First Observations

By 1940 Albert Claude had succeeded in isolating from animal cells cytoplasmic RNA-containing granules that were smaller than mitochondria. These granules varied from 50 to 200 m^ in diameter and later Claude began calling them microsomes. Chemical analyses indicated that Claude's microsomes were "phospholipid-ribonucleoprotein complexes".

On the other hand, cytochemical studies by Caspersson (1941) and Brachet (1942) demonstrated the preferentially cytoplasmic localization of RNA and the existence of a correlation between the amount of RNA in the cytoplasm and the intensity of protein synthesis. Later, a number of scientists reported on the isolation of RNA-containing particles, which were much smaller than microsomes, from the cytoplasm of animal and plant cells as well as from bacteria. Electron microscopy and sedimentation analysis in the ultracentrifuge indicated that these particles were compact; had a more or less spherical shape; were homogeneous in size, with a diameter of 100 to 200 A; and exhibited sharp sedimentation boundaries corresponding to sedimentation coefficients of from 30S to 100S. The first unambiguous evidence that such particles from bacteria are ribonucleoproteins was probably obtained by Schachman, Pardee, and Stanier in 1952.

Improved techniques of microtomy and electron microscopy of ultrathin sections of animal cells resulted in the detection of uniform dense granules, with a diameter of about 150 A, directly in the cell. Palade's electron microscopic studies (1955) demonstrated that small dense granules are abundant in animal cell cytoplasm. These granules were seen either attached to the membrane of the endoplasmic reticulum or freely dispersed throughout the cytoplasm. Claude's microsomes were identified as fragments of the endoplasmic reticulum with these granules attached. It became clear that the Palade granules were ribonucleoprotein particles and that they accounted for most of the cytoplasmic RNA involved in protein synthesis (Palade & Siekevitz, 1956).

Purified preparations of ribonucleoprotein particles were isolated and studied in several laboratories between 1956 and 1958; these investigations included isolating 80S particles from yeast, accomplished by Chao and Schachman (1956); from plants, by Ts'o, Bonner, and Vinograd (1956); and from animals, by Petermann and Hamilton (1957); and isolating 70S particles from bacteria (E. coli), by Tissieres and Watson (1958). In 1958 the first symposium devoted to these particles and their participation in protein biosynthesis took place (First Symposium of the Biophysical Society at the Massachusetts Institute of Technology, Cambridge, Mass., February 5, 6, and 8, 1958); during this symposium it was suggested that ribonucleoprotein particles be called ribosomes (see Roberts, 1958).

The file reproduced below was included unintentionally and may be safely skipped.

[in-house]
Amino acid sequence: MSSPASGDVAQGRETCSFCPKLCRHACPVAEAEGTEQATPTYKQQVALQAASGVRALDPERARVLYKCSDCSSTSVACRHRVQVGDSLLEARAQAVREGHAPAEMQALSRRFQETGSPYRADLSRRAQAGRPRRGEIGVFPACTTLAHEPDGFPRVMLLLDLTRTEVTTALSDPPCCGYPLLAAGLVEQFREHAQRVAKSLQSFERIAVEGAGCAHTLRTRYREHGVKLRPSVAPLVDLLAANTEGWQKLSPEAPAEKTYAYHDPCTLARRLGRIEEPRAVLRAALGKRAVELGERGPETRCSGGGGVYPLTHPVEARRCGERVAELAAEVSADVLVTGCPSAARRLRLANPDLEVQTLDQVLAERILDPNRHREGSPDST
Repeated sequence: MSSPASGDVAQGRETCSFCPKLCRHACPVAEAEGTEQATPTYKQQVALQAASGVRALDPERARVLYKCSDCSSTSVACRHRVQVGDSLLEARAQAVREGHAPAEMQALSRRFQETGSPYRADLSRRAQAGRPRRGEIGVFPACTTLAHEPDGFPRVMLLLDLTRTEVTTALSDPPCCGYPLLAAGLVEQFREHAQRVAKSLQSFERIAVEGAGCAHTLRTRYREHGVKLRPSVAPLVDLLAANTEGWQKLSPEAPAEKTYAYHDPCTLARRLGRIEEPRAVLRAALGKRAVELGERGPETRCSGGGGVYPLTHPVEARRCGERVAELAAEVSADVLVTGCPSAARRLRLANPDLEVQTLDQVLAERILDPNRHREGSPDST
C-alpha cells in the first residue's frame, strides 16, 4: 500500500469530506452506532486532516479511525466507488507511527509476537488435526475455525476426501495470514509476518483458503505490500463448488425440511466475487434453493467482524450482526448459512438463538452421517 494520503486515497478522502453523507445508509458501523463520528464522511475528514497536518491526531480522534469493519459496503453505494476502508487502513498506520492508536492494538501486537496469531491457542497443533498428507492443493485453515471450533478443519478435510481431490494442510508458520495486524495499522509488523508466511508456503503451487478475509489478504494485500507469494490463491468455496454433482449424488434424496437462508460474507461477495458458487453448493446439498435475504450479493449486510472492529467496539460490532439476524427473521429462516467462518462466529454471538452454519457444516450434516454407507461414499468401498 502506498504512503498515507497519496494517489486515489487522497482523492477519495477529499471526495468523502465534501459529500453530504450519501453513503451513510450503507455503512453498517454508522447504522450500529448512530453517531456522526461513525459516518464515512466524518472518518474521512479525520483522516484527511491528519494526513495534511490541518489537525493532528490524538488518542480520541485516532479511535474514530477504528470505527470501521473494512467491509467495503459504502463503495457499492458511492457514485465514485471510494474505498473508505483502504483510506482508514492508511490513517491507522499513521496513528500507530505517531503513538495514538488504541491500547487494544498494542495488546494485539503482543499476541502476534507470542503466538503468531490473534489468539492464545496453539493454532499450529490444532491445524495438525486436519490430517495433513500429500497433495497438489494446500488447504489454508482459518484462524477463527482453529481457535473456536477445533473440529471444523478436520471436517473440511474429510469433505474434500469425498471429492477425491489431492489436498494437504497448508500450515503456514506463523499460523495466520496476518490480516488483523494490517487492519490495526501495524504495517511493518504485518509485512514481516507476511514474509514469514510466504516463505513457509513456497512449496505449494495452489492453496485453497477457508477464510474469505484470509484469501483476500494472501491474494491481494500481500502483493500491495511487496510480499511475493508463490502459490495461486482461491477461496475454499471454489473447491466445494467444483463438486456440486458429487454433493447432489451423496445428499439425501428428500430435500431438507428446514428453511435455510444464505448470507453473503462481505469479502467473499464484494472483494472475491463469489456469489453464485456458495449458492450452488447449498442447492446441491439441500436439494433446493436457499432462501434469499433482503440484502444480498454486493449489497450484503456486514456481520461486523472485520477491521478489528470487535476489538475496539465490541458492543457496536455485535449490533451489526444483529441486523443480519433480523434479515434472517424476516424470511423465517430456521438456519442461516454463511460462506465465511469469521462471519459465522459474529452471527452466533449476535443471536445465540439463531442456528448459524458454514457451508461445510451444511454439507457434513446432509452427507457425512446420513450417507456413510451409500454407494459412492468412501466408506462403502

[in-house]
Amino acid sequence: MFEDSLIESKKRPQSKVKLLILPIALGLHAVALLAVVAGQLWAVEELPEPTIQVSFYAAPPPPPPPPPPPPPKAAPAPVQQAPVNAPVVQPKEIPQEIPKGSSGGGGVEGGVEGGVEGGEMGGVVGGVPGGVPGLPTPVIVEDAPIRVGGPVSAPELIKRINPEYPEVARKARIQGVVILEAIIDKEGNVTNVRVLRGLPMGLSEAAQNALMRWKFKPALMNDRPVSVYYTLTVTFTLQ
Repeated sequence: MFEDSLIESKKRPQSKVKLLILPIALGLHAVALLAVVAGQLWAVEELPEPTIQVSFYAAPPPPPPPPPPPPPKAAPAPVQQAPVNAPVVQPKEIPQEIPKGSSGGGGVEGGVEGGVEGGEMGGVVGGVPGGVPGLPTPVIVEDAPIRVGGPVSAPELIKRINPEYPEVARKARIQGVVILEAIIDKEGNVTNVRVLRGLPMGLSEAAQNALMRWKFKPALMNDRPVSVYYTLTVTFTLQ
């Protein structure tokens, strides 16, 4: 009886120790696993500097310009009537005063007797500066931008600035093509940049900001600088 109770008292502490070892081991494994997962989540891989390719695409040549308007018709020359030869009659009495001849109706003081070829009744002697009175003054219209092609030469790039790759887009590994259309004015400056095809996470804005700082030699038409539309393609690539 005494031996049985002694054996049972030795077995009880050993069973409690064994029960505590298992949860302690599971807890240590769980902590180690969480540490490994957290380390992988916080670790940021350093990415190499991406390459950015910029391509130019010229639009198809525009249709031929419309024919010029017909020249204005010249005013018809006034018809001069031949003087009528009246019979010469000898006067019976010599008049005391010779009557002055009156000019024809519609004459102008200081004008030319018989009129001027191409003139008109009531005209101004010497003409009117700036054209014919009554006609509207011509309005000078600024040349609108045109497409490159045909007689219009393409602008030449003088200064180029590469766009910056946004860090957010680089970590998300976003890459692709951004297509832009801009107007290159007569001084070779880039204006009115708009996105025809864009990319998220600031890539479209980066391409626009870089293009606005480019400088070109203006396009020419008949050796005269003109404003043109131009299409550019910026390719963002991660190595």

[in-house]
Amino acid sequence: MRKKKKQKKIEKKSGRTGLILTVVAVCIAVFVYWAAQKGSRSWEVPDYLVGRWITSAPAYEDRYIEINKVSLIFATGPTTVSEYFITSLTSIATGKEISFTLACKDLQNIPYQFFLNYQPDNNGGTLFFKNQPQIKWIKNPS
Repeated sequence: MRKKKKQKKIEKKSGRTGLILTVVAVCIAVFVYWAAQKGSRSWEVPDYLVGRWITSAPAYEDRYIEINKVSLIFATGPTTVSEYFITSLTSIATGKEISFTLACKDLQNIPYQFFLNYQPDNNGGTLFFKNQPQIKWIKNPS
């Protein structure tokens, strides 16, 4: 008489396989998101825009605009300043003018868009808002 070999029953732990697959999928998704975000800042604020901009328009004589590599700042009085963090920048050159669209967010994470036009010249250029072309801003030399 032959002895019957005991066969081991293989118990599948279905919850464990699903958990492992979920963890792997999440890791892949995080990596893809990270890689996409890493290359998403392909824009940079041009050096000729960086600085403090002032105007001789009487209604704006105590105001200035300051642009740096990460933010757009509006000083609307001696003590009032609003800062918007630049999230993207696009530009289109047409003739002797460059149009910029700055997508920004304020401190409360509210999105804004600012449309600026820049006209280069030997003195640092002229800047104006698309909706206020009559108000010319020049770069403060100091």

Studies of the functional role played by ribosomes proceeded hand-in-hand with their structural description. The experiments of Zamecnik and co-workers provided the first convincing demonstration that ribonucleoprotein particles of microsomes are responsible for the incorporation of amino acids into newly synthesized proteins (Littlefield et al., 1955). This was followed by other experiments conducted at the same laboratory which demonstrated that the free ribosomes unattached to the endoplasmic reticulum membranes also incorporate amino acids and synthesize the protein released into the soluble phase (Littlefield & Keller, 1957). The functions of bacterial ribosomes were the subject of intense studies conducted by Roberts' group; the 1959 publication of McQuillen, Roberts, and Britten finally established that proteins are synthesized on ribosomes and then distributed throughout the bacterial cell.

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